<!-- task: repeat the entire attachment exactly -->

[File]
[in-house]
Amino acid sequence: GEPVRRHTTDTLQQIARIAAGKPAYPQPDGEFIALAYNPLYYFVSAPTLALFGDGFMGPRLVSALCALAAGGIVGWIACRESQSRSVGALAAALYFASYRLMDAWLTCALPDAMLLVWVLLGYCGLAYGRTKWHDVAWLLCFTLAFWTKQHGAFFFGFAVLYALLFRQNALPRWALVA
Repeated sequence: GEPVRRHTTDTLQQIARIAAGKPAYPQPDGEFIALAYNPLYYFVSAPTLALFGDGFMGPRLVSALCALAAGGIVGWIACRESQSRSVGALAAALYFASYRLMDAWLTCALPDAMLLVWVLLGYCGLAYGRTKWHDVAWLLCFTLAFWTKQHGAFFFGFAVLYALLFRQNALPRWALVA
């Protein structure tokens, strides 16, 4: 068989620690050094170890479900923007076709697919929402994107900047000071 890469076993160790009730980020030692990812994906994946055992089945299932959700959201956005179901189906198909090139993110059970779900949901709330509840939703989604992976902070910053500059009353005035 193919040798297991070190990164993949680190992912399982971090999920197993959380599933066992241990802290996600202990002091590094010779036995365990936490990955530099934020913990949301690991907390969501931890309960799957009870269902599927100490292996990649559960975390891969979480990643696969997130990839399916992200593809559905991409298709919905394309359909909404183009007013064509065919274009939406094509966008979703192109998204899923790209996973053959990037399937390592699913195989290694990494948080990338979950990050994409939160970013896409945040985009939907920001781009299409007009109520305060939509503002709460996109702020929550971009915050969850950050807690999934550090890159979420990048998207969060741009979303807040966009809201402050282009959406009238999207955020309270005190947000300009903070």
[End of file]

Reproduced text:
[in-house]
Amino acid sequence: GEPVRRHTTDTLQQIARIAAGKPAYPQPDGEFIALAYNPLYYFVSAPTLALFGDGFMGPRLVSALCALAAGGIVGWIACRESQSRSVGALAAALYFASYRLMDAWLTCALPDAMLLVWVLLGYCGLAYGRTKWHDVAWLLCFTLAFWTKQHGAFFFGFAVLYALLFRQNALPRWALVA
Repeated sequence: GEPVRRHTTDTLQQIARIAAGKPAYPQPDGEFIALAYNPLYYFVSAPTLALFGDGFMGPRLVSALCALAAGGIVGWIACRESQSRSVGALAAALYFASYRLMDAWLTCALPDAMLLVWVLLGYCGLAYGRTKWHDVAWLLCFTLAFWTKQHGAFFFGFAVLYALLFRQNALPRWALVA
């Protein structure tokens, strides 16, 4: 068989620690050094170890479900923007076709697919929402994107900047000071 890469076993160790009730980020030692990812994906994946055992089945299932959700959201956005179901189906198909090139993110059970779900949901709330509840939703989604992976902070910053500059009353005035 193919040798297991070190990164993949680190992912399982971090999920197993959380599933066992241990802290996600202990002091590094010779036995365990936490990955530099934020913990949301690991907390969501931890309960799957009870269902599927100490292996990649559960975390891969979480990643696969997130990839399916992200593809559905991409298709919905394309359909909404183009007013064509065919274009939406094509966008979703192109998204899923790209996973053959990037399937390592699913195989290694990494948080990338979950990050994409939160970013896409945040985009939907920001781009299409007009109520305060939509503002709460996109702020929550971009915050969850950050807690999934550090890159979420990048998207969060741009979303807040966009809201402050282009959406009238999207955020309270005190947000300009903070």